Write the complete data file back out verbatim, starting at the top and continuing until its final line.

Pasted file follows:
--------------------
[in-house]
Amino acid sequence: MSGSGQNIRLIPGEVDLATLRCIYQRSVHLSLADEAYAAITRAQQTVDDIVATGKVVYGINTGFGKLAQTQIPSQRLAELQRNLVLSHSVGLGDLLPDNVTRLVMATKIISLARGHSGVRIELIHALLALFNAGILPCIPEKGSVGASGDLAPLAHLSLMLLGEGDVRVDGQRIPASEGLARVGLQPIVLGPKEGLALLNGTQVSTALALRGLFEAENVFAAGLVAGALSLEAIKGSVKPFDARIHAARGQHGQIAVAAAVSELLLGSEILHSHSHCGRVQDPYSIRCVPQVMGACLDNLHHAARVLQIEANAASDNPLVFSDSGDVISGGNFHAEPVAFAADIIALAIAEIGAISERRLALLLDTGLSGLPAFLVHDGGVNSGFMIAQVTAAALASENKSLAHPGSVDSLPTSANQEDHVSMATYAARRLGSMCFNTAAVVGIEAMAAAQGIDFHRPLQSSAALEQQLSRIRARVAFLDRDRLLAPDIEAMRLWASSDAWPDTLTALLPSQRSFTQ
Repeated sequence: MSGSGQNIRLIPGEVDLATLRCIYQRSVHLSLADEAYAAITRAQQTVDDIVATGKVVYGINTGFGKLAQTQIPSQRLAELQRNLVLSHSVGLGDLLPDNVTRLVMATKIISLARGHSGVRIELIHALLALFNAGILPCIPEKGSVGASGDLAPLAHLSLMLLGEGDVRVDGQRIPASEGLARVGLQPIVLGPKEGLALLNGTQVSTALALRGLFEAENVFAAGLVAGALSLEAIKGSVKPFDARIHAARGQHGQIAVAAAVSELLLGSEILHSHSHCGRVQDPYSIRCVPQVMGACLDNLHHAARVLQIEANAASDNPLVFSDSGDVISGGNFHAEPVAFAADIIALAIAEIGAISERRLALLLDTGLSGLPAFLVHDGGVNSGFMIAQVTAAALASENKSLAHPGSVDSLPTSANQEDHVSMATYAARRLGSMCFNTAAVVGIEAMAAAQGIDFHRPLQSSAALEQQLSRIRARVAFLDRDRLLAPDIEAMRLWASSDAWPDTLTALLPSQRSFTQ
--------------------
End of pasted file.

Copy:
[in-house]
Amino acid sequence: MSGSGQNIRLIPGEVDLATLRCIYQRSVHLSLADEAYAAITRAQQTVDDIVATGKVVYGINTGFGKLAQTQIPSQRLAELQRNLVLSHSVGLGDLLPDNVTRLVMATKIISLARGHSGVRIELIHALLALFNAGILPCIPEKGSVGASGDLAPLAHLSLMLLGEGDVRVDGQRIPASEGLARVGLQPIVLGPKEGLALLNGTQVSTALALRGLFEAENVFAAGLVAGALSLEAIKGSVKPFDARIHAARGQHGQIAVAAAVSELLLGSEILHSHSHCGRVQDPYSIRCVPQVMGACLDNLHHAARVLQIEANAASDNPLVFSDSGDVISGGNFHAEPVAFAADIIALAIAEIGAISERRLALLLDTGLSGLPAFLVHDGGVNSGFMIAQVTAAALASENKSLAHPGSVDSLPTSANQEDHVSMATYAARRLGSMCFNTAAVVGIEAMAAAQGIDFHRPLQSSAALEQQLSRIRARVAFLDRDRLLAPDIEAMRLWASSDAWPDTLTALLPSQRSFTQ
Repeated sequence: MSGSGQNIRLIPGEVDLATLRCIYQRSVHLSLADEAYAAITRAQQTVDDIVATGKVVYGINTGFGKLAQTQIPSQRLAELQRNLVLSHSVGLGDLLPDNVTRLVMATKIISLARGHSGVRIELIHALLALFNAGILPCIPEKGSVGASGDLAPLAHLSLMLLGEGDVRVDGQRIPASEGLARVGLQPIVLGPKEGLALLNGTQVSTALALRGLFEAENVFAAGLVAGALSLEAIKGSVKPFDARIHAARGQHGQIAVAAAVSELLLGSEILHSHSHCGRVQDPYSIRCVPQVMGACLDNLHHAARVLQIEANAASDNPLVFSDSGDVISGGNFHAEPVAFAADIIALAIAEIGAISERRLALLLDTGLSGLPAFLVHDGGVNSGFMIAQVTAAALASENKSLAHPGSVDSLPTSANQEDHVSMATYAARRLGSMCFNTAAVVGIEAMAAAQGIDFHRPLQSSAALEQQLSRIRARVAFLDRDRLLAPDIEAMRLWASSDAWPDTLTALLPSQRSFTQ